Because arterial pressure, a stimulus for cardiomyocyte enlargement, tends to be lower than normal in chronically anemic fetuses, we hypothesized that the type of hemodynamic volume load imposed by chronic fetal anemia would increase cardiac mass by causing cardiomyocyte proliferation, while reducing the proportion of non-myocyte myocardial tissue.

Methods

Ethical Approval

All animal protocols were conducted under the auspices of the Institutional Animal Care and Use Committee and the veterinary staff of the Department of Comparative Medicine, according to the Guide for the Care and Use of Laboratory Animals.

Animal Preparation

Time-bred ewes of mixed western breed were obtained from a local supplier and acclimatized to the laboratory. Fasted ewes with fetuses aged 122 days of gestation (dGA, term is ~145dGA) were given atropine (7.5mg i.m.) prior to induction of anesthesia with diazepam (10mg i.v.) and ketamine (400mg i.v.). A surgical level of anesthesia was maintained by ventilation with isoflurane (1.5%) in a 70:30 mixture of oxygen and nitrous oxide. Sterile surgical technique was used to expose the uterus through a mid-line incision. The fetal head was then exteriorized and catheters placed into a fetal carotid artery and jugular vein (0.86mm or 1.19mm internal diameter; Scientific Commodities Incorporated, Lake Havasu City, AZ). An amniotic fluid catheter (1.19mm internal diameter) with multiple side-openings was anchored to the fetal skin. Following closure of the uterus, 1 million units of penicillin G were infused into the amniotic fluid. Incisions were closed in layers, and catheters were tunneled subcutaneously to emerge on the ewe’s flank. Ewes received buprenorphine (0.6mg i.m.) twice daily for 2 days as routine postoperative pain medication. Animals were allowed to recover for about 7 days prior to beginning the experimental protocol. Sixteen ewes underwent surgery to instrument 27 fetuses, of which 4 were singletons and the remainders were twins. Thus there was a total in the anemia group of 14 fetuses, and in the control group 13 catheterized fetuses as well as 1 uninstrumented fetus. Each non-anemic fetus served as a control for its twin; normal singletons were designated as paired controls to anemic singletons.

Experimental Protocol

Intravascular pressures were measured continuously with the ewe in a stanchion where she was afforded free access to food and water and freedom to stand or lie down. Pressures were recorded using Transpac pressure transducers (Abbott, Abbott Park, IL) on a calibrated computerized system (ADInstruments, Colorado Springs, CO; Apple, Cupertino, CA). Fetal intravascular pressures, reported as arithmetic means calculated from computer tracings, were referred to amniotic fluid pressure. Heart rates were calculated from arterial pressure tracings. Daily fetal arterial blood samples were taken for determination of blood gases, pH and hematocrit. Fetuses randomly allocated to the anemia group had blood removed according to a formula determined empirically during previous studies in the laboratory to rapidly induce anemia with minimal acute fetal demise (success rate =76%). The target daily bleed volume was 100ml (~30% total blood volume) until the oxygen content was below 4ml/dl, and thereafter the target bleed volume was 44 × [oxygen content] −75ml. In the anemic group, an average of 78ml blood was replaced with saline daily for the first 5 experimental days, and an average of 37ml of blood was replaced daily during the remainder of the experiment. Experiments were conducted for 9 ± 1 days; three fetal experiments were concluded when the ewes (each carrying one anemic and one control fetus) went into labor. Experiments were concluded when the fetuses were 137 ± 1dGA.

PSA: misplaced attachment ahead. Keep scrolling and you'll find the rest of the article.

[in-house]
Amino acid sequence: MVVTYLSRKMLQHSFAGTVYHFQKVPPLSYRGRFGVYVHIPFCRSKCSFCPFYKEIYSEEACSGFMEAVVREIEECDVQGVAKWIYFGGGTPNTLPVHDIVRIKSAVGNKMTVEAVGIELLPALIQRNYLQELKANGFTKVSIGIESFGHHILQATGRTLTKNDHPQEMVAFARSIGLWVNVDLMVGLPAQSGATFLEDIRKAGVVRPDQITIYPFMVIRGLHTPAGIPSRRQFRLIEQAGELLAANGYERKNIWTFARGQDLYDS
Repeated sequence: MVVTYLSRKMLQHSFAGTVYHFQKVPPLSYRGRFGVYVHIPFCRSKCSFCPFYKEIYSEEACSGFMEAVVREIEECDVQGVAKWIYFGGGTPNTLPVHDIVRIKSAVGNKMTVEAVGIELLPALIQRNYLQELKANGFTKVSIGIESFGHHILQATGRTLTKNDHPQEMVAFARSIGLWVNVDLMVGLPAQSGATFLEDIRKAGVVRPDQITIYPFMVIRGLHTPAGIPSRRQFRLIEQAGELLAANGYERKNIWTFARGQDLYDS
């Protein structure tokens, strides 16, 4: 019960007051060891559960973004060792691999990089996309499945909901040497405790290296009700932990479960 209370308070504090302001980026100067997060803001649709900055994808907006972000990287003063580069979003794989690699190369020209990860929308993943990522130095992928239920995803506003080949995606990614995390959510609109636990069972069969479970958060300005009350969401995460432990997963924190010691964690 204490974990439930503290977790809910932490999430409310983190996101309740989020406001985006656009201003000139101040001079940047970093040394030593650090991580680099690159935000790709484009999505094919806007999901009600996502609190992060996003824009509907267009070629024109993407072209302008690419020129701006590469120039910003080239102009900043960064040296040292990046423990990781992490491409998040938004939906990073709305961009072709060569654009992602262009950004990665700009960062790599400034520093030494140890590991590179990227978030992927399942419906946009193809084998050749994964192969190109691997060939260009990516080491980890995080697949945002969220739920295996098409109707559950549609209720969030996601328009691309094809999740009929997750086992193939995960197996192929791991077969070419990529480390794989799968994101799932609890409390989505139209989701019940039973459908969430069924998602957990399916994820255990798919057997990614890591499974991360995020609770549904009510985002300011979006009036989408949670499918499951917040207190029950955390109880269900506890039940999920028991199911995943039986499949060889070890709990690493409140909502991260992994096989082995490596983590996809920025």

Postmortem

At the conclusion of the experimental period, ewes were euthanized with a commercially available preparation of sodium pentobarbital (65mg/kg i.v.). Deeply anesthetized fetuses were given heparin (5000U i.v.) and saturated potassium chloride (10ml i.v.) to arrest their hearts in diastole. At post-mortem, fetuses and their excised hearts were weighed. The hearts were assigned to either a dissociation protocol to study isolated myocytes or a fixation protocol to study cardiac morphology and histology.

Cardiac dissociation and cardiomyocyte analysis